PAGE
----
But! Movin right along...
This week's movie was brought to the good people of Philadelphia through the Pearl Theatre right near North Philly's own Temple University. I had forgotten what it was like to be surrounded by masses of people two years younger than me carrying books and looking at illegal copies of something obscure like "Arial's Two Fins: Femininism in The Little Mermaid" (anyone else have to read that? No? Guess that's what I get for writing a senior paper on The Swan Princess...).
The myth. The legend. The Pearl.
Well in any case, I ended up seeing Chronicle, which ended up being pretty darn cool. After seeing the trailers for weeks I was kind of wondering how they could do long shots if the entire thing was filmed by a handheld camera a la Cloverfield. In fact, the cinematography was about 50% of why this film was really cool. The other 50% was a conglomeration of the characters and how they deal with having (wait for it...) super powers.
So Chronicle starts off with Matt and Andrew(I confess, I missed the first ten minutes of the movie cuz I couldn't find the theatre, oops). Matt (Alex Russell) is the stereotypical normal teenager, trying to party and go out and meet people and such, but he is hampered by his antisocial cousin, Andrew (Dane DeHaan). Now, it's not all Andrew's fault. His mom's got some kind of extremely painful condition and they can never pay for her pain meds because his dad is an old fireman collecting on some injury insurance money (Dad's also an alcoholic. Go figure.). Therefore, Andrew is really sensitive to bullying, having to deal with it at home all the time. But, lucky for him, after a crappy evening at a night club with Matt, he's approached by Steve (Michael B. Jordan), jock and nice guy extraordinaire.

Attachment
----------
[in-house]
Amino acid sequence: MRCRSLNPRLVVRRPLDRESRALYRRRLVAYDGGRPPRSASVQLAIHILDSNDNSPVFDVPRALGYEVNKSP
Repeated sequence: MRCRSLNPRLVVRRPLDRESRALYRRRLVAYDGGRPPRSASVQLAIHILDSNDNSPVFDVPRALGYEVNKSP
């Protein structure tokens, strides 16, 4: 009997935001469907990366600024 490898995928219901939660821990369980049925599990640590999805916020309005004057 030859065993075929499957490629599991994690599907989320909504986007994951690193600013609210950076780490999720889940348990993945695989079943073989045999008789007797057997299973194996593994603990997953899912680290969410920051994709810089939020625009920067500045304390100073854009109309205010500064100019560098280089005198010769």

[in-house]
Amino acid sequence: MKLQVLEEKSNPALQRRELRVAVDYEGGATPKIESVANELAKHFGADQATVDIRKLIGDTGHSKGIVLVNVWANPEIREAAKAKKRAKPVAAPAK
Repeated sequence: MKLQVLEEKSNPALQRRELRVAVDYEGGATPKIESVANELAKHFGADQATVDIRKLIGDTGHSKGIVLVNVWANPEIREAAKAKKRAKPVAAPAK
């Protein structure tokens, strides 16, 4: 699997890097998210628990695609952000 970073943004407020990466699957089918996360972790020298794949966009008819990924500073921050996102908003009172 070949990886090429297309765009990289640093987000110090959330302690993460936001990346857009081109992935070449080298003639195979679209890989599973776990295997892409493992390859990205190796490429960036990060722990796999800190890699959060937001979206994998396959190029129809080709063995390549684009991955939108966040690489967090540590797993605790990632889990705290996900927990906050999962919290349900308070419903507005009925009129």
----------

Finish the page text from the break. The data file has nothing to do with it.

And they're the three best friends that anyone could have.
Steve and Matt found something in the middle of a field and make Andrew come with them so he can film it. Long story short (I'll spare you the details, cuz it's a pretty cool scene), they end up getting crazy mental powers which enable them to move objects with their minds.
Typical of a super hero-esque plot, these guys end up being tested on how to manage their powers wisely. Some better than others. If you get what I mean. I'll leave it there.
Probably the coolest thing about Chronicle is the liberties that they allow themselves to take with the camera work. Since the characters can move objects with their minds, and since Andrew is, from the beginning, obsessed with recording everything, the camera follows them around. But it's not always in someone's hand. The camera is floated at ceiling level, at skyscraper level, in the sky, in a closeup, and countless other kinds of shots that would require a crane or a helicopter but are simply done by the power of Andrew's mind.
No way you could film this without super powers.
They found a way to break outside of the tripoddy Paranormal Activity kinds of shots and broaden the horizons. I think that was one of the coolest things that I found about this movie. That and its ever-changing perspective. Even though the camera is by and large operated by Andrew, there are also other cameras recording at the same time he is for a few scenes, allowing the perspective to switch back and forth without compromising the handheld camera angle. Towards the end, as tensions rise and things heat up, the different perspectives get even more interesting.
Another cool thing about this movie was the kind of fusion of genres that it seemed to master. Teen movie, superhero movie, handheld movie. Really, a smart triple play of all the hot genres right now, but it tweaked each of them in such a way that they didn't get old fast. In fact the movie could be interpreted as any number of things. A fake documentary about how a superhero (and supervillain...?) have come to be, a lesson about bullying and the dangers of extreme power, a story about the valors of being a decent human being, or even just an amateur sci-fi thriller.
All in all, very cool movie. I hope they don't ruin it with a sequel.
Six out of ten. (See that? That's my new scoring method. I know you're shocked. It'll be okay.)